Staring Mortality in the Face

Some months back, as I was about to leave the house for a 30-minute drive to a church where I was the guest minister, the name of an elderly client appeared on my phone. Not only are these folks clients, but they have been dear friends of mine for over 25 years.

“We had to put John in the hospital yesterday and I wanted you to know.”

I had recently shared lunch with him, so I was a bit surprised. I asked Mary, “What’s going on?” She told me John had gone to Prompt Care with stomach pain only to be sent immediately to the ER because his condition appeared more complicated. After a brief conversation, I assured her of my concern and prayers and told her I would be at the hospital soon. When I got to John’s room, an aide was preparing to take him for an MRI, so our visit was short. I spent time with Mary and then left for home and a late lunch.

We expect health challenges with elderly clients. Though all of us are aging, reaching the ninth decade of life brings a nuanced definition to “mortality.” When a client has a death-facing moment, we who journey with them as advisors have agenda topics we are wise to bring to the top of the list. For example, before I hung up with Mary yesterday morning, I asked her to find and take to the hospital John’s medical advance directive. The hospital had asked her if he had one.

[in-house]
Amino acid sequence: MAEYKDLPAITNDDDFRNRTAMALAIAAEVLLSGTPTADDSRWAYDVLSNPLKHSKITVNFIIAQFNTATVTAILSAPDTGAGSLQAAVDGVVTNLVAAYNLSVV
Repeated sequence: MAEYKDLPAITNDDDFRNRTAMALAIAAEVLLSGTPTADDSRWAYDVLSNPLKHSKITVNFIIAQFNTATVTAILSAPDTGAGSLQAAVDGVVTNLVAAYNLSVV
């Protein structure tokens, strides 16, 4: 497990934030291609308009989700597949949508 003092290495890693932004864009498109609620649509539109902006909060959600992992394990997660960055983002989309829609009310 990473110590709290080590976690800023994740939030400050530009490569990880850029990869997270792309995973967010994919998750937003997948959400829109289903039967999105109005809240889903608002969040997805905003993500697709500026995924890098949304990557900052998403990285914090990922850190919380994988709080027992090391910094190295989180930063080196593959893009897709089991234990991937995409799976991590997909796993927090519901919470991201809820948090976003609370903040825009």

Even more acute may be the task of going through a checklist of documents scanned to the client’s account. Is there a durable power of attorney in effect? Are there children living away we need to call? Are there other calls we could make to help a couple in this situation? If the client is conversant, are there life management issues needing attention? These questions and others tend to line up in my mind like planes awaiting takeoff.

And then there are the tough “what if” conversations that all of us have. In crisis moments, the depth of our advisory relationship either draws strength from those months and years of working with a client or we hide behind our failure and insecurity to have those deeper, meaning-of-life discussions.

Advisors who choose nourishing relationships have reserves of compassion and care that come to the surface, especially when a client stares mortality in the face. We know the other person’s heart and he or she knows ours. Such bonds transcend statements and reviews and are more powerful than any other work we may do past, present, or future.

 

 

Print Friendly

Comments 1

  1. Such true words and such a very common scenario between many older children with aging parents. That responsibility is tremendous!

Leave a Reply

Your email address will not be published. Required fields are marked *